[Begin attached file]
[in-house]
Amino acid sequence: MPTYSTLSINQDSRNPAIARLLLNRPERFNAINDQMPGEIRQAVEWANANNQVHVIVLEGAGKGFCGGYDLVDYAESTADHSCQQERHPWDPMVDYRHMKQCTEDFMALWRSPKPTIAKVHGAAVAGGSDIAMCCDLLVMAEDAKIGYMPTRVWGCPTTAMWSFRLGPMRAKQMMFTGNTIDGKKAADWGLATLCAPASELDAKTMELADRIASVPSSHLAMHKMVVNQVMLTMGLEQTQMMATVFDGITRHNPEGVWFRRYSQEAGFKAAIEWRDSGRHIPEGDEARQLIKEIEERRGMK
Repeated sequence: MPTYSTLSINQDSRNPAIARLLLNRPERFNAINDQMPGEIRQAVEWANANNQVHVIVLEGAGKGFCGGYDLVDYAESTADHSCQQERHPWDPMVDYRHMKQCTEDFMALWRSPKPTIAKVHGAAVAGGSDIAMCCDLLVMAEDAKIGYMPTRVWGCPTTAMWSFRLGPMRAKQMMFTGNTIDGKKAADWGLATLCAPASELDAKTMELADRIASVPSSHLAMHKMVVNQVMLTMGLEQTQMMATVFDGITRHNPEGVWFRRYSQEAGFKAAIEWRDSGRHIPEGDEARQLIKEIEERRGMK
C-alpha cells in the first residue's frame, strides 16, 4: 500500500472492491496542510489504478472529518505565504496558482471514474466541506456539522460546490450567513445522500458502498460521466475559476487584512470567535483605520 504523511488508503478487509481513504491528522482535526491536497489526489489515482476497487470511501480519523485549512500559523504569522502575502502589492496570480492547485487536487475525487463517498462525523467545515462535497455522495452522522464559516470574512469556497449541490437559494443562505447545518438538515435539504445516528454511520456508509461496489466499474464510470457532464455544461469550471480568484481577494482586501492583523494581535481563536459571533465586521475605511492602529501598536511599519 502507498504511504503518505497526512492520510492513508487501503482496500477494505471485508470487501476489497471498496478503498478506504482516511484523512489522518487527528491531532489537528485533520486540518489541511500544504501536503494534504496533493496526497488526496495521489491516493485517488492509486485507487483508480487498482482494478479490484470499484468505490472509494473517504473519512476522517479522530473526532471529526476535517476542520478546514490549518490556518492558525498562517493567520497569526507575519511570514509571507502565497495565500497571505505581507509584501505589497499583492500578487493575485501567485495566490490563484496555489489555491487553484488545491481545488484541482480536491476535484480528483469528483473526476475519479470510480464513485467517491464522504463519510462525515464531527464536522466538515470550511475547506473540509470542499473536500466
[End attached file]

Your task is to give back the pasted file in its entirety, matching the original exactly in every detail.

[in-house]
Amino acid sequence: MPTYSTLSINQDSRNPAIARLLLNRPERFNAINDQMPGEIRQAVEWANANNQVHVIVLEGAGKGFCGGYDLVDYAESTADHSCQQERHPWDPMVDYRHMKQCTEDFMALWRSPKPTIAKVHGAAVAGGSDIAMCCDLLVMAEDAKIGYMPTRVWGCPTTAMWSFRLGPMRAKQMMFTGNTIDGKKAADWGLATLCAPASELDAKTMELADRIASVPSSHLAMHKMVVNQVMLTMGLEQTQMMATVFDGITRHNPEGVWFRRYSQEAGFKAAIEWRDSGRHIPEGDEARQLIKEIEERRGMK
Repeated sequence: MPTYSTLSINQDSRNPAIARLLLNRPERFNAINDQMPGEIRQAVEWANANNQVHVIVLEGAGKGFCGGYDLVDYAESTADHSCQQERHPWDPMVDYRHMKQCTEDFMALWRSPKPTIAKVHGAAVAGGSDIAMCCDLLVMAEDAKIGYMPTRVWGCPTTAMWSFRLGPMRAKQMMFTGNTIDGKKAADWGLATLCAPASELDAKTMELADRIASVPSSHLAMHKMVVNQVMLTMGLEQTQMMATVFDGITRHNPEGVWFRRYSQEAGFKAAIEWRDSGRHIPEGDEARQLIKEIEERRGMK
C-alpha cells in the first residue's frame, strides 16, 4: 500500500472492491496542510489504478472529518505565504496558482471514474466541506456539522460546490450567513445522500458502498460521466475559476487584512470567535483605520 504523511488508503478487509481513504491528522482535526491536497489526489489515482476497487470511501480519523485549512500559523504569522502575502502589492496570480492547485487536487475525487463517498462525523467545515462535497455522495452522522464559516470574512469556497449541490437559494443562505447545518438538515435539504445516528454511520456508509461496489466499474464510470457532464455544461469550471480568484481577494482586501492583523494581535481563536459571533465586521475605511492602529501598536511599519 502507498504511504503518505497526512492520510492513508487501503482496500477494505471485508470487501476489497471498496478503498478506504482516511484523512489522518487527528491531532489537528485533520486540518489541511500544504501536503494534504496533493496526497488526496495521489491516493485517488492509486485507487483508480487498482482494478479490484470499484468505490472509494473517504473519512476522517479522530473526532471529526476535517476542520478546514490549518490556518492558525498562517493567520497569526507575519511570514509571507502565497495565500497571505505581507509584501505589497499583492500578487493575485501567485495566490490563484496555489489555491487553484488545491481545488484541482480536491476535484480528483469528483473526476475519479470510480464513485467517491464522504463519510462525515464531527464536522466538515470550511475547506473540509470542499473536500466